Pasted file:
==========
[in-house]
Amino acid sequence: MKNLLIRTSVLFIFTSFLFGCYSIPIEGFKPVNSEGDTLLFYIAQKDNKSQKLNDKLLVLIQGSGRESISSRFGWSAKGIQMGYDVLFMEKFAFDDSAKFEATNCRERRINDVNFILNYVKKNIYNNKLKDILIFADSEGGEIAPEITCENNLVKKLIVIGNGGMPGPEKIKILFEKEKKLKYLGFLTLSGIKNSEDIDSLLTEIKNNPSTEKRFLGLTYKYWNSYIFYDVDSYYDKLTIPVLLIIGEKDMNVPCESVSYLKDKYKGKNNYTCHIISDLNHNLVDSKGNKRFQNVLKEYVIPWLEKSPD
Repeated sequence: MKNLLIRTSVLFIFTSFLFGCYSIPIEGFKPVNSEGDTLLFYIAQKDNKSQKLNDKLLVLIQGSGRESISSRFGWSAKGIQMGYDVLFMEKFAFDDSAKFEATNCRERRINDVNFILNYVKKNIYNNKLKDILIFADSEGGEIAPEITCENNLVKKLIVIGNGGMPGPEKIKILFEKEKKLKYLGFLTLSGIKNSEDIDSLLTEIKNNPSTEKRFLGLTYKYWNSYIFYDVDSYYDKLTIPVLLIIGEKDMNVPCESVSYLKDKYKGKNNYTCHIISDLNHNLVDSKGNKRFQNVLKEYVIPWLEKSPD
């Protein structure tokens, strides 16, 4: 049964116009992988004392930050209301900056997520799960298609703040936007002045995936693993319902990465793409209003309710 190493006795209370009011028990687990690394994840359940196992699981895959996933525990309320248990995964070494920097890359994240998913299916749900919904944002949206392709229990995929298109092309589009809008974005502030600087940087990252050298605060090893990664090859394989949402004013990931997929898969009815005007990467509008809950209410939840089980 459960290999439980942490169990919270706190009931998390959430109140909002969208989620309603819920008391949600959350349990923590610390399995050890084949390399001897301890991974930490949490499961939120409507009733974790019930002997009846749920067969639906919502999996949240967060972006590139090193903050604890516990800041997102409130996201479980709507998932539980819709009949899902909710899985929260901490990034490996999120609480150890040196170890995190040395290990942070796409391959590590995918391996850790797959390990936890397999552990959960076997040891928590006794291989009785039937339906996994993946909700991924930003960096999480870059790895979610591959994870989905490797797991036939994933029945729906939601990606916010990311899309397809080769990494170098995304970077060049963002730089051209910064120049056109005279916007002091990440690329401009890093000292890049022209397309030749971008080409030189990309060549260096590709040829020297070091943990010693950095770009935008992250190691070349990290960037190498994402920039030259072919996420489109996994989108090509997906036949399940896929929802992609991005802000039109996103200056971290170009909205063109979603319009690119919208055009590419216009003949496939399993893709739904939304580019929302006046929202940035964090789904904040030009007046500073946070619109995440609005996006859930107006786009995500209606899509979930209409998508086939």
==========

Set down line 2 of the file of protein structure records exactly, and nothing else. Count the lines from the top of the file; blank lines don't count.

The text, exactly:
Amino acid sequence: MKNLLIRTSVLFIFTSFLFGCYSIPIEGFKPVNSEGDTLLFYIAQKDNKSQKLNDKLLVLIQGSGRESISSRFGWSAKGIQMGYDVLFMEKFAFDDSAKFEATNCRERRINDVNFILNYVKKNIYNNKLKDILIFADSEGGEIAPEITCENNLVKKLIVIGNGGMPGPEKIKILFEKEKKLKYLGFLTLSGIKNSEDIDSLLTEIKNNPSTEKRFLGLTYKYWNSYIFYDVDSYYDKLTIPVLLIIGEKDMNVPCESVSYLKDKYKGKNNYTCHIISDLNHNLVDSKGNKRFQNVLKEYVIPWLEKSPD